1800 census for Cabarrus Co., NC
page 688 (same page as Hannah Voiles)
ages males 10100
1820 census for Washington Co., IN
1830 census for Washington Co., IN
Rollen Voils page 298
From "The Voyles Association of Washington Co., IN" Letter dated June 1, 1934 Salem, Indiana written by Cora Voyles Burks-
I corresponded with C.V. Voils, an attorney, Mooresville, NC who mailed me a clipping taken from a Salem paper dated 1876, and sent to his father by "Old Dave", David Voyles, of Washington Co., IN. My father, Wilford Voyles, remembers "Old Dave", who lived beyond ninety, and who was a son of Revoluntionary soldier William Voils. He and C.V. Voils grandfather had always corresponded, considering themselves as cousins. C.V. Voils thought that William, after he fell out with his father, came to NC and wrote to an uncle David, in Wales, inducing him to come over to NC. The C.V. Voils family descended from this "Uncle David".
C.V. Voils thought William's father was named JOSEPH.
"Old Dave's" daughter at the age of ninety, Barbara Voyles Johnson, told me in 1906 that her father had related to them many stories of the hard struggle on the North Carolina frontier and how they were in constant danger from the Indians.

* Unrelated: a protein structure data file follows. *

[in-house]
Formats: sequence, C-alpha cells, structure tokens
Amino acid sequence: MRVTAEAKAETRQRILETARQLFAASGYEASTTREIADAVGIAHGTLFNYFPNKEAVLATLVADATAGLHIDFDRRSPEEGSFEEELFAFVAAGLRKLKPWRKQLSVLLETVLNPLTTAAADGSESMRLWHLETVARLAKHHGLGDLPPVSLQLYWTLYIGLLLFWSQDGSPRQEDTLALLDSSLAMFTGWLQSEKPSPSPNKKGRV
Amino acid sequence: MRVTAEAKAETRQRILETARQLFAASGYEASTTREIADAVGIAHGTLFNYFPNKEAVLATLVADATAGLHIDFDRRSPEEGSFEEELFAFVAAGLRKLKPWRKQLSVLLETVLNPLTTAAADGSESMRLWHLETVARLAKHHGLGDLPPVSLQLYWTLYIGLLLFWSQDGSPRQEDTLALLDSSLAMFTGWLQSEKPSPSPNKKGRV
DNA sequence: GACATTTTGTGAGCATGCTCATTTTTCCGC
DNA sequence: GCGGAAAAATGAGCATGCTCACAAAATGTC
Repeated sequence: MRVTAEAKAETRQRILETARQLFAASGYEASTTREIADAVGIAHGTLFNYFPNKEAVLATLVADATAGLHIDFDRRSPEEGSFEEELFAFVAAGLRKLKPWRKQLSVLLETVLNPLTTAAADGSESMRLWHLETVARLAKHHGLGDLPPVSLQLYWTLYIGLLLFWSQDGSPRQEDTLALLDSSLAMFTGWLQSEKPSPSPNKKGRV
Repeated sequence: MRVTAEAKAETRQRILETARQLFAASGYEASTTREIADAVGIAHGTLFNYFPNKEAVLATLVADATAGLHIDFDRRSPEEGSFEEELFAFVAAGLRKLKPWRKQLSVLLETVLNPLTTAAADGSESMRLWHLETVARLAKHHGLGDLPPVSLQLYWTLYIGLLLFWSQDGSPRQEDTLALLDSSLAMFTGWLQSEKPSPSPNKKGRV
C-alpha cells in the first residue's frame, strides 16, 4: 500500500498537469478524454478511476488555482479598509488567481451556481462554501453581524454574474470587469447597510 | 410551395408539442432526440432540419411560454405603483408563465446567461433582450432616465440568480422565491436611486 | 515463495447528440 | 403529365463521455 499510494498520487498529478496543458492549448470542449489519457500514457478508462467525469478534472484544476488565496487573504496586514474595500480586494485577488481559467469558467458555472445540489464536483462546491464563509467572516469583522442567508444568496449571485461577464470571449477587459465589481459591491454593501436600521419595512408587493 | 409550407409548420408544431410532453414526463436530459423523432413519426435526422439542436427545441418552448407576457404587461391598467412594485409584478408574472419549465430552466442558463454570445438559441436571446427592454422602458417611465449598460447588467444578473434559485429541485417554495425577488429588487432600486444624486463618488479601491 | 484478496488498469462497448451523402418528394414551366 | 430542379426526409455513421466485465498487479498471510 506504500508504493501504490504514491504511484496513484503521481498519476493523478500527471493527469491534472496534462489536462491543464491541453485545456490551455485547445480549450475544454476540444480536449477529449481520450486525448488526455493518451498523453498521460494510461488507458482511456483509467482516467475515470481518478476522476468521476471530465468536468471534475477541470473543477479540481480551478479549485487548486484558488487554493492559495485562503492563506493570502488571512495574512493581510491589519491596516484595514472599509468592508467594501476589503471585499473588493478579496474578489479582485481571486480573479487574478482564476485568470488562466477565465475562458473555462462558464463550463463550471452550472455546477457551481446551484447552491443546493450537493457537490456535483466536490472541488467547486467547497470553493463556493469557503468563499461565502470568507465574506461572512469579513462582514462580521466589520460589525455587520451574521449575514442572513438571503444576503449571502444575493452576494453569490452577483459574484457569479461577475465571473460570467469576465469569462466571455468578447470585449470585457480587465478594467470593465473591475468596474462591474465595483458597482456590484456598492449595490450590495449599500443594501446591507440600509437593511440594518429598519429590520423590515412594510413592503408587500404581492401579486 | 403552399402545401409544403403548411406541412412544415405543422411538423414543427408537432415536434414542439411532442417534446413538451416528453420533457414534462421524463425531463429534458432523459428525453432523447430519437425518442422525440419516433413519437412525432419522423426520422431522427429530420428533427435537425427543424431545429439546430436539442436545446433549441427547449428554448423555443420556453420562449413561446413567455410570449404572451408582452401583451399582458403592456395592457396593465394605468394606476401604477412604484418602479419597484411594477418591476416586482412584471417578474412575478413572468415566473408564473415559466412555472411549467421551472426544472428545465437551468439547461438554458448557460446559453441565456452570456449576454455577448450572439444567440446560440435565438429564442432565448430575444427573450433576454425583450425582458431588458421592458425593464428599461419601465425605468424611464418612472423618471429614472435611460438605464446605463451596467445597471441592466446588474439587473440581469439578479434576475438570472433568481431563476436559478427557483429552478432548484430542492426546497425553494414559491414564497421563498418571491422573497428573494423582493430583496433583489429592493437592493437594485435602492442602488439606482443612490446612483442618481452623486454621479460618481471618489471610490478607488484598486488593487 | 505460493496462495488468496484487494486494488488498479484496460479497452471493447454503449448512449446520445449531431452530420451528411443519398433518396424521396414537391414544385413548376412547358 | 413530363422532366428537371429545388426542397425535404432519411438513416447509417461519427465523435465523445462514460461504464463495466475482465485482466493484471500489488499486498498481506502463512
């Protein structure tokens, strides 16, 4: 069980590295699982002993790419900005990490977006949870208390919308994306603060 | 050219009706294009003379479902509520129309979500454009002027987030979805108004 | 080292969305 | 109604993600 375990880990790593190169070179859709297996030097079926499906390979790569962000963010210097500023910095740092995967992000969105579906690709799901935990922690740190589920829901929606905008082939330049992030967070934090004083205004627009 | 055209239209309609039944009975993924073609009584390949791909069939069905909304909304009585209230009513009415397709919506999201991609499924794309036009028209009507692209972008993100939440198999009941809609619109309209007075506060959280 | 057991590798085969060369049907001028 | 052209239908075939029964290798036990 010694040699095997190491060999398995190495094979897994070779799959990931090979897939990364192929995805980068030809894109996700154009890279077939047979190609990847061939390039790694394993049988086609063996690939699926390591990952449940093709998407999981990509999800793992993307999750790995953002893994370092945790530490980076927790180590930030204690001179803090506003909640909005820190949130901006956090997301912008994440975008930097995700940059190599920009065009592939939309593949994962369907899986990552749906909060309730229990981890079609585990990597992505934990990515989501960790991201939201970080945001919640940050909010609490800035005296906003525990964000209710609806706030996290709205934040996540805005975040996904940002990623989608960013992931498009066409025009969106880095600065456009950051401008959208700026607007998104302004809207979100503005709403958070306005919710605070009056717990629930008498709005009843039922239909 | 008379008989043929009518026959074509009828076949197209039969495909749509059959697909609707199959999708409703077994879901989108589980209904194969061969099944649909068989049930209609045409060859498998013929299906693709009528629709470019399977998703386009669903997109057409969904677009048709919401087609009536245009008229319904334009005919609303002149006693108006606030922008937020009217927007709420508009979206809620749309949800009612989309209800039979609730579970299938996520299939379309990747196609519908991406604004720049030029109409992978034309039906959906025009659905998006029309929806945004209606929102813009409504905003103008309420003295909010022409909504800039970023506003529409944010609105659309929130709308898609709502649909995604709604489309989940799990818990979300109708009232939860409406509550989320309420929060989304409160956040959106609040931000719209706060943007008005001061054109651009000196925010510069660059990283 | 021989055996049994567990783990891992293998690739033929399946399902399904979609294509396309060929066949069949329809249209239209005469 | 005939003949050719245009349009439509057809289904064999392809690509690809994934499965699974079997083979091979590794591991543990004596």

Rolin, David and Rachel went to Indiana in one group. They drove in a constoga (a remnant of which is said to be in Palmyra, Indiana, in 1834. It took about 2 months to make the trip. I have seen the old flint they used to make a fire, enroute. David's descendents had the wagon, or part of it in 1906. Barbara Voyles Johnson had just learned to walk when they started but had forgotten how by the time they arrived. They had to cut down trees and tie them to the back of the wagon when they crossed the Cumberland Gap, to keep them from pitching down the mountains. Great piles of trees laid at the bottom, so many had come before. Rolin's crippled daughter was swung in a hammock from the top of the wagon. Rolin and Rachel stopped a year in Mercer Co., KY. Old Dave came on to Indiana. He crossed the Ohio on a raft. He came to Washington Co. where he stayed overnight with his father's old Revolutionary messmate-Townsend. He endured much hardship getting out logs and building a house in a snowstorm, as winter had set in. I have seen the old spring where he built his house and the old Townsend house. They had had a falling out in Kentucky. That is why Dave came alone. The trouble seems to have been over the women cooking. The next year Rolin and Rachel came to Indiana and the trouble was patched up.